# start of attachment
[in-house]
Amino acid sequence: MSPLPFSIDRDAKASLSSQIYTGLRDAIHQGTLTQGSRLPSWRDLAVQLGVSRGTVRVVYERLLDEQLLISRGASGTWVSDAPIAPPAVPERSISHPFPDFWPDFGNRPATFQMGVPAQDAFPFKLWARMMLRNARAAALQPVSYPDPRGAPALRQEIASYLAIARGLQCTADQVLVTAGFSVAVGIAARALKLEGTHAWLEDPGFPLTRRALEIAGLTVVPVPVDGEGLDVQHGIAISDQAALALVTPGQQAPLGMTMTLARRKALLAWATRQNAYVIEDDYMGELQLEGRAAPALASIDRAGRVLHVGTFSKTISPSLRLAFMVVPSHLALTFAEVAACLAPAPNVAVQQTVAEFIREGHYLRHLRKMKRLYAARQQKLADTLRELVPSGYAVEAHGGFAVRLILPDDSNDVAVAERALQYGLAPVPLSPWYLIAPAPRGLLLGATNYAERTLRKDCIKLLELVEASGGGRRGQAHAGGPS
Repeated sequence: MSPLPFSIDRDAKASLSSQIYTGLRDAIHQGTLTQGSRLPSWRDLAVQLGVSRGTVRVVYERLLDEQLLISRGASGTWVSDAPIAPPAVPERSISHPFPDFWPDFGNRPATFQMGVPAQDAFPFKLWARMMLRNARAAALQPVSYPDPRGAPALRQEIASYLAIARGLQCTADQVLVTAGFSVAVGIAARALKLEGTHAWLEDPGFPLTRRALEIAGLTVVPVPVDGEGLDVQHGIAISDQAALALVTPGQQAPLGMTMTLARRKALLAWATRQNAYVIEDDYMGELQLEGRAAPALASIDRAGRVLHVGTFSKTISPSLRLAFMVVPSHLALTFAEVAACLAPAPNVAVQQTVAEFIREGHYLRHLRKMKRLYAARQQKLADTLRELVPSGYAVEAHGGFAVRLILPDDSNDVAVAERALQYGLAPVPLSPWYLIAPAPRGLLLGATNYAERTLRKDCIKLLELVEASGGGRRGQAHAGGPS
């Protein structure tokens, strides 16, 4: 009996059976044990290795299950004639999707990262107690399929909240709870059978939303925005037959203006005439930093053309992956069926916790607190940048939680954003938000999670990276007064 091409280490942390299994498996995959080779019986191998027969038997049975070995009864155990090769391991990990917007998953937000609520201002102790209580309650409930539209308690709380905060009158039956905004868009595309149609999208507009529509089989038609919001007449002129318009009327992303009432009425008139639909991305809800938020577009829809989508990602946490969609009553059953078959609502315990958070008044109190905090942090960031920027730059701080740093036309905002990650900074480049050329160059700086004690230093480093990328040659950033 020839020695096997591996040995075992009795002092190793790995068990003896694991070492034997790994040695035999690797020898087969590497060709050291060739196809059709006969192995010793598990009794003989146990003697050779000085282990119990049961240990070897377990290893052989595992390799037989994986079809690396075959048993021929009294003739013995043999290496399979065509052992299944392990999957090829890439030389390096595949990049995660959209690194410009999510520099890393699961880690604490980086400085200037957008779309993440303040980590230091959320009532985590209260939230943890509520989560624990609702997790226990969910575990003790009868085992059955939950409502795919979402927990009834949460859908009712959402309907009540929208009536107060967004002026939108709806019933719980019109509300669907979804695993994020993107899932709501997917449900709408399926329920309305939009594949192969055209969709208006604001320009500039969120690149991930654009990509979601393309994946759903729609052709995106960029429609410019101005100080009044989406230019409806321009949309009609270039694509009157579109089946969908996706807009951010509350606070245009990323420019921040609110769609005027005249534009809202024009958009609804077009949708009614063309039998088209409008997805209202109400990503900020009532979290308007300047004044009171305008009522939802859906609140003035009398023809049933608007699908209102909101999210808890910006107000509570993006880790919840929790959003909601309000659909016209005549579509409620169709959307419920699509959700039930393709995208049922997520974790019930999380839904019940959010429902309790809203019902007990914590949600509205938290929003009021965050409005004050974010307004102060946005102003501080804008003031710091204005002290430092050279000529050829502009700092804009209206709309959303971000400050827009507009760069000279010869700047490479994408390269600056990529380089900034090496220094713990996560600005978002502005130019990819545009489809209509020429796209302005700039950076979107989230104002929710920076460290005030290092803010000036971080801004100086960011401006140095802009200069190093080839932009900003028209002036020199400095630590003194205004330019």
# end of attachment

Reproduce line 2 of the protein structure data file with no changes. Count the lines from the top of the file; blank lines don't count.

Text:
Amino acid sequence: MSPLPFSIDRDAKASLSSQIYTGLRDAIHQGTLTQGSRLPSWRDLAVQLGVSRGTVRVVYERLLDEQLLISRGASGTWVSDAPIAPPAVPERSISHPFPDFWPDFGNRPATFQMGVPAQDAFPFKLWARMMLRNARAAALQPVSYPDPRGAPALRQEIASYLAIARGLQCTADQVLVTAGFSVAVGIAARALKLEGTHAWLEDPGFPLTRRALEIAGLTVVPVPVDGEGLDVQHGIAISDQAALALVTPGQQAPLGMTMTLARRKALLAWATRQNAYVIEDDYMGELQLEGRAAPALASIDRAGRVLHVGTFSKTISPSLRLAFMVVPSHLALTFAEVAACLAPAPNVAVQQTVAEFIREGHYLRHLRKMKRLYAARQQKLADTLRELVPSGYAVEAHGGFAVRLILPDDSNDVAVAERALQYGLAPVPLSPWYLIAPAPRGLLLGATNYAERTLRKDCIKLLELVEASGGGRRGQAHAGGPS